St. Patrick's Day is coming--only 13 more days! Americans seem to love St. Patrick’s day – dressing in green, watching parades, and drinking green beer. However, few actually know the reason behind the annual March 17th holiday. St. Patrick’s Day has been celebrated in Ireland for over 1,000 years, originally as a religious feast day to commemorate the death of St. Patrick – the patron saint of Ireland. No one is sure of the exact date of the first St. Patrick’s Day celebration in America, but the tradition began when Irish soldiers serving in America introduced the country to the holiday during the revolutionary war. As more and more Irish people immigrated to America over the centuries following the Revolutionary War, the popularity of St. Patrick’s Day grew. Today, St. Patrick’s Day has become an opportunity not only to celebrate St. Patrick himself, but also to promote and remember the very unique culture of Ireland throughout the world.
One of the very important traditions of St. Patrick’s Day is eating and drinking! Irish cuisine is very distinct and reflective of the natural resources of the Irish landscape and the customs of the people that live there. If you are planning to celebrate St. Patrick’s Day this year, why not do it properly? Your menu can help celebrate Ireland as much as your green decorations and Celtic music. Below are five different recipes that offer a fresh look at traditional, authentic Irish cuisine. They are perfect for a St. Patrick’s Day party -- easy to make and easy to eat!
Soda Bread Grilled Cheese Bites
This recipe uses traditional Irish soda bread and Irish cheddar cheese. Soda bread became a staple in many Irish homes in the 19th century. When baking soda was invented, Irish people began to use it instead of yeast to leaven their bread, because it was cheaper and easier to come by than yeast. What resulted was a slightly sour, dense and crusty bread. Below is a recipe for grilled cheese using this delicious Irish bread.
3 ¼ cups all-purpose flour
1 teaspoon baking soda
¾ teaspoon salt
1.5 cups buttermilk
2 tablespoons unsalted butter/ melted
8 slices Irish Cheddar Cheese
½ cup butter, divided
Colcannon Potato Skins
Colcannon is a traditional Irish dish made from Potatoes and Kale – two of Ireland’s most plentiful crops. It is warm and hearty, perfect for Ireland’s cold climate. Historically, Colcannon was made on Halloween, and adults would hide a coin inside the mash for children to find. This recipe is a play on the traditional party snack – potato skins – using Colcannon for the stuffing.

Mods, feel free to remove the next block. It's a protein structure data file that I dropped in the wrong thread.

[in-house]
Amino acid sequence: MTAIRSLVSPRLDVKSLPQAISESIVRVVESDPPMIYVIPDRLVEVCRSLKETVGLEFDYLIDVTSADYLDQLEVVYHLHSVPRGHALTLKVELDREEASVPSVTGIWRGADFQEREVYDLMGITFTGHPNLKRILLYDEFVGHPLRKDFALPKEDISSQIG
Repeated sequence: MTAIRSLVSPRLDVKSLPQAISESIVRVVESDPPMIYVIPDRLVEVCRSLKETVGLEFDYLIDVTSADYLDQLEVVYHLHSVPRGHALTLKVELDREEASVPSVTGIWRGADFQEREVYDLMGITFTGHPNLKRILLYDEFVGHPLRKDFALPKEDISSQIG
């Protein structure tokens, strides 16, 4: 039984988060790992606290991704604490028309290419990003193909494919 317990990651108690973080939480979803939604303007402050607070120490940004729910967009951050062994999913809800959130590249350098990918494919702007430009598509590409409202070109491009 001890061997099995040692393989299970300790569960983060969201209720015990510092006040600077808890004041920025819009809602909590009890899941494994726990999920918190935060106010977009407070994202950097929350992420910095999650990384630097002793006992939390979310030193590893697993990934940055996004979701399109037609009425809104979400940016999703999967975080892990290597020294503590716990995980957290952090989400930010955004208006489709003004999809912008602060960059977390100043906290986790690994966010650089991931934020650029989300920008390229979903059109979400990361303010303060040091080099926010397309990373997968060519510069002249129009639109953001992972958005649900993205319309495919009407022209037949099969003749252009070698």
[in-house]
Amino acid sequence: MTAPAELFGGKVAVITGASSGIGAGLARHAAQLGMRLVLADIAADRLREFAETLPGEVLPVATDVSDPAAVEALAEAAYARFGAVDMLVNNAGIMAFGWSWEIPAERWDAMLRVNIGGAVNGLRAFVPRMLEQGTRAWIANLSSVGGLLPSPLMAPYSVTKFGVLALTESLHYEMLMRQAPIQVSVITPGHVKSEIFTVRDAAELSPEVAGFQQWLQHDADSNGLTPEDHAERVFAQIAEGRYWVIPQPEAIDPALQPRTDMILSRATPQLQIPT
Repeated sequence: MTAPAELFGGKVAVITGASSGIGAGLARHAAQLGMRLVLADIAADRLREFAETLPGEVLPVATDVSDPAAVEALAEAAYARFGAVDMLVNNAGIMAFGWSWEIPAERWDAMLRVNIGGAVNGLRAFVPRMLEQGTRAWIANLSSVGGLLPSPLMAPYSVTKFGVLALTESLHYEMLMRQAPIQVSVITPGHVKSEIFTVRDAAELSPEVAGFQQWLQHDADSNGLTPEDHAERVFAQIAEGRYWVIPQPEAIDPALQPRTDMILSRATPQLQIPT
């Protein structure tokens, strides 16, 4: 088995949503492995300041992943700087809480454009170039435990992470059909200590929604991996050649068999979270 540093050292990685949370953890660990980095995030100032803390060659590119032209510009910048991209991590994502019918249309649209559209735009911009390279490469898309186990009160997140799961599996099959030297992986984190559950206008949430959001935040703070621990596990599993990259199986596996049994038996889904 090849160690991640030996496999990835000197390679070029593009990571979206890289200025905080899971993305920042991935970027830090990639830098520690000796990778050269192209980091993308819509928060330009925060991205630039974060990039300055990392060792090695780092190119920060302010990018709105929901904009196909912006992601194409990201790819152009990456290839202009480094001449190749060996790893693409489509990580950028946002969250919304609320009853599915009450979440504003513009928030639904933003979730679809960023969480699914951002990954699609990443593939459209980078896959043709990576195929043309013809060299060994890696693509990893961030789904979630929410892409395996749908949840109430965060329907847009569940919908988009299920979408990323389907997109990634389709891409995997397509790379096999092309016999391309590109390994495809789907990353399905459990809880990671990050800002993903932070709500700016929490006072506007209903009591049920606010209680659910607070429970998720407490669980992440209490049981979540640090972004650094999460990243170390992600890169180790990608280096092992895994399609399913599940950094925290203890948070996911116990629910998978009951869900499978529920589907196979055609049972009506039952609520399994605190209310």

7 russet potatoes
1 bunch curly kale, stemmed and cut in chiffonade
1 leek, light green and white parts only, diced
1 cup of milk
4 tablespoons unsalted butter
¼ tablespoon nutmeg
6 ounces bacon, fried crisp and crumbled
Salt, to taste
Stuffed Cabbage Bites
Corned beef and cabbage became an extremely popular dish with Irish immigrants in America during the mid-19th century. Many found that fresh meat was too expensive to buy and eat on a regular basis; therefore, Irish families bought meat when they could afford it and brined it into corned beef, so it could be fresh to eat alongside a green vegetable (usually cabbage) on special occasions (the most important being – St. Patrick’s Day!). This recipe is an updated take on that traditionally Irish-American combination.
12 Savoy Cabbage Leaves, washed
½ cup Mayonnaise
2 teaspoons prepared horseradish
¼ cup parsley
4 slices rye bread
1 pound corned beef
2 tablespoons whole-grain mustard
2 carrots, julienned
Chocolate Stout Brownies
If there is one food or drink that comes to mind when people think of Ireland, it is Guinness! Guinness is a dark stout beer that has been brewed in Dublin since the mid-18th century. It is a warm and hearty beer, perfect for Ireland’s cold climate, and it fits well into the day-to-day culture of Ireland – where the drinking age is 18 and pubs are a staple of the social scene. This recipe uses the famous Irish beer in a sweet treat.
1 cup flour
¾ cup unsweetened cocoa powder
¼ teaspoon salt
6 tablespoons butter
8 ounces dark bittersweet chocolate, chopped
1 ¾ cup semi-sweet chocolate chips, divided
4 large eggs
1 cup granulated sugar
1 ¼ cups stout (Guinness) at room temperature (do not use foam)
Iced Irish Coffee
Beer is not the only traditional Irish alcoholic drink – Ireland is also famous for its whiskey. Whiskey has been produced in Ireland since before the 1500s. Whiskey is a staple at pubs and at social gatherings throughout Ireland, and it is beloved for its mild flavor and warming qualities. Below is a recipe for a whiskey-coffee beverage – perfect to quench your thirst or for dessert after a St. Patrick’s Day meal.
8 cups of ice cubes
1 cup sugar
1 cup hot water
8 cups of fresh brewed coffee, chilled
3 cups Irish Whiskey
1 cup chocolate syrup
Your Turn: What's your favorite way to celebrate St. Patrick's Day?
Categories: Food & Recipes